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Today's Stichomancy for Bob Dylan

The first excerpt represents the element of Air. It speaks of mental influences and the process of thought, and is drawn from Baby Mine by Margaret Mayo:

Zoie in all her child-like pleading loveliness, arose to dissuade him. He could imagine his dinner companions all pretending to sympathise with him, while they flayed poor Zoie alive. She would never have another chance to be known as a respectable woman, and compared to most women of his acquaintance, she WAS a respectable woman. True, according to old- fashioned standards, she had been indiscreet, but apparently the present day woman had a standard of her own. Alfred found his eye wandering round the table surveying the wives of his friends. Was there one of them, he wondered, who had never fibbed to her husband, or eaten a simple luncheon unchaperoned by him? Of one thing he was certain,

The second excerpt represents the element of Fire. It speaks of emotional influences and base passions, and is drawn from A Voyage to Arcturus by David Lindsay:

choking with red fury - his beard wagged and his face was crimson. When he realised with whom he had to deal, Crimtyphon left off smiling, slipped off the couch, and threw a terrible and malignant glare into his sorb. Maskull staggered. He gathered together all the brute force of his will, and by sheer weight continued his advance. The boy shrieked and ran behind the couch, trying to get away.... His opposition suddenly collapsed. Maskull stumbled forward, recovered himself, and then vaulted clear over the high pile of mosses, to get at his antagonist. He fell on top of him with all his bulk. Grasping his throat, he pulled his little head completely around, so that the neck was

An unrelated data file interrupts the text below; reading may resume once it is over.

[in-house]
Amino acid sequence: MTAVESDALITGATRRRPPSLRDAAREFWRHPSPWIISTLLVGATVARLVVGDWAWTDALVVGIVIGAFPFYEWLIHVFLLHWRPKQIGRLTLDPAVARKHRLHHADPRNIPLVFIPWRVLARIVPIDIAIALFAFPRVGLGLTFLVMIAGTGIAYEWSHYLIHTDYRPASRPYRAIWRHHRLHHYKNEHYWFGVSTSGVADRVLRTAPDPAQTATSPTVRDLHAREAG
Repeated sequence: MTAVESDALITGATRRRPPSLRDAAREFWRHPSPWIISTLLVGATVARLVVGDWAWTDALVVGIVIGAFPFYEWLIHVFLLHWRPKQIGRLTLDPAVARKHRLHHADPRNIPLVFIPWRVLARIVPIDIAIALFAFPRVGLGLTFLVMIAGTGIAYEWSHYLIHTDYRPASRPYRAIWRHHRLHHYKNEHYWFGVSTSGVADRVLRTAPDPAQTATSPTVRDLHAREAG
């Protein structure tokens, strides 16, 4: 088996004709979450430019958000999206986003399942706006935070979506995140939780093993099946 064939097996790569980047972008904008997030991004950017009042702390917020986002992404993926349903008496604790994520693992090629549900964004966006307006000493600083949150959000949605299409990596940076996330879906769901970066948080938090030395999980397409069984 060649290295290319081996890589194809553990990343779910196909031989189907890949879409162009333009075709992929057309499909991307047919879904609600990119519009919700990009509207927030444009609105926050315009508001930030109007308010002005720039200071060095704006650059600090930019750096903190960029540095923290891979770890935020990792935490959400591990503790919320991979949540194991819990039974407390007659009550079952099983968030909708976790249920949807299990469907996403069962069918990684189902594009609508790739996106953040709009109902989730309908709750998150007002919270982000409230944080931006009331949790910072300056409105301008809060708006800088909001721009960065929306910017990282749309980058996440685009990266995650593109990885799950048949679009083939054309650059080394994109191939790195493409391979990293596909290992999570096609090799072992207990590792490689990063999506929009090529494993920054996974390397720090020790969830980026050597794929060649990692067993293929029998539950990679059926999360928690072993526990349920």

The third excerpt represents the element of Water. It speaks of pure spiritual influences and feelings of love, and is drawn from Walking by Henry David Thoreau:

can walk off to some portion of the earth's surface where a man does not stand from one year's end to another, and there, consequently, politics are not, for they are but as the cigar-smoke of a man.

The village is the place to which the roads tend, a sort of expansion of the highway, as a lake of a river. It is the body of which roads are the arms and legs--a trivial or quadrivial place, the thoroughfare and ordinary of travelers. The word is from the Latin villa which together with via, a way, or more anciently ved and vella, Varro derives from veho, to carry, because the villa is the place to and from which things are carried. They who got


Walking
The fourth excerpt represents the element of Earth. It speaks of physical influences and the impact of the unseen on the visible world, and is drawn from Merry Men by Robert Louis Stevenson:

body and the sins of the body, like yoursel'. Denner,' he said abruptly to Mary, and then ran on to me: 'They're grand braws, thir that we hae gotten, are they no? Yon's a bonny knock (2), but it'll no gang; and the napery's by ordnar. Bonny, bairnly braws; it's for the like o' them folk sells the peace of God that passeth understanding; it's for the like o' them, an' maybe no even sae muckle worth, folk daunton God to His face and burn in muckle hell; and it's for that reason the Scripture ca's them, as I read the passage, the accursed thing. Mary, ye girzie,' he interrupted himself to cry with some asperity, 'what for hae ye no put out the twa candlesticks?'